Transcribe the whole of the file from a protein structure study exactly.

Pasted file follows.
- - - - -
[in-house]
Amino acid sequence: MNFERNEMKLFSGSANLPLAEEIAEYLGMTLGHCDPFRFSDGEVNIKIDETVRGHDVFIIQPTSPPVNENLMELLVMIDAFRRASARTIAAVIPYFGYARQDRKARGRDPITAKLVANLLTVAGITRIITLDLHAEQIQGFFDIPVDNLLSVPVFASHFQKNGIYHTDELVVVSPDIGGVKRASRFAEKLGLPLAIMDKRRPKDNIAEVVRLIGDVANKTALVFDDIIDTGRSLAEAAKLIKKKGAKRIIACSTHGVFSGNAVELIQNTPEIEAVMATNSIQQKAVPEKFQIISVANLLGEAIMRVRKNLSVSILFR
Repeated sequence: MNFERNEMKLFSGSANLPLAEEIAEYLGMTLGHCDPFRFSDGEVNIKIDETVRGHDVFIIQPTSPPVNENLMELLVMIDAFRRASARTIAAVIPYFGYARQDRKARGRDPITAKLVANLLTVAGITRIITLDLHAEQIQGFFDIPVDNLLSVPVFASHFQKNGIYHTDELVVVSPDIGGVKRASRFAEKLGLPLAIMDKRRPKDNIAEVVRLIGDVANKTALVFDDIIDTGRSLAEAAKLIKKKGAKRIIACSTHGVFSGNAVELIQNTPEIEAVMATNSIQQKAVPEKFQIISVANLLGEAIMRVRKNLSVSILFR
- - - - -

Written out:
[in-house]
Amino acid sequence: MNFERNEMKLFSGSANLPLAEEIAEYLGMTLGHCDPFRFSDGEVNIKIDETVRGHDVFIIQPTSPPVNENLMELLVMIDAFRRASARTIAAVIPYFGYARQDRKARGRDPITAKLVANLLTVAGITRIITLDLHAEQIQGFFDIPVDNLLSVPVFASHFQKNGIYHTDELVVVSPDIGGVKRASRFAEKLGLPLAIMDKRRPKDNIAEVVRLIGDVANKTALVFDDIIDTGRSLAEAAKLIKKKGAKRIIACSTHGVFSGNAVELIQNTPEIEAVMATNSIQQKAVPEKFQIISVANLLGEAIMRVRKNLSVSILFR
Repeated sequence: MNFERNEMKLFSGSANLPLAEEIAEYLGMTLGHCDPFRFSDGEVNIKIDETVRGHDVFIIQPTSPPVNENLMELLVMIDAFRRASARTIAAVIPYFGYARQDRKARGRDPITAKLVANLLTVAGITRIITLDLHAEQIQGFFDIPVDNLLSVPVFASHFQKNGIYHTDELVVVSPDIGGVKRASRFAEKLGLPLAIMDKRRPKDNIAEVVRLIGDVANKTALVFDDIIDTGRSLAEAAKLIKKKGAKRIIACSTHGVFSGNAVELIQNTPEIEAVMATNSIQQKAVPEKFQIISVANLLGEAIMRVRKNLSVSILFR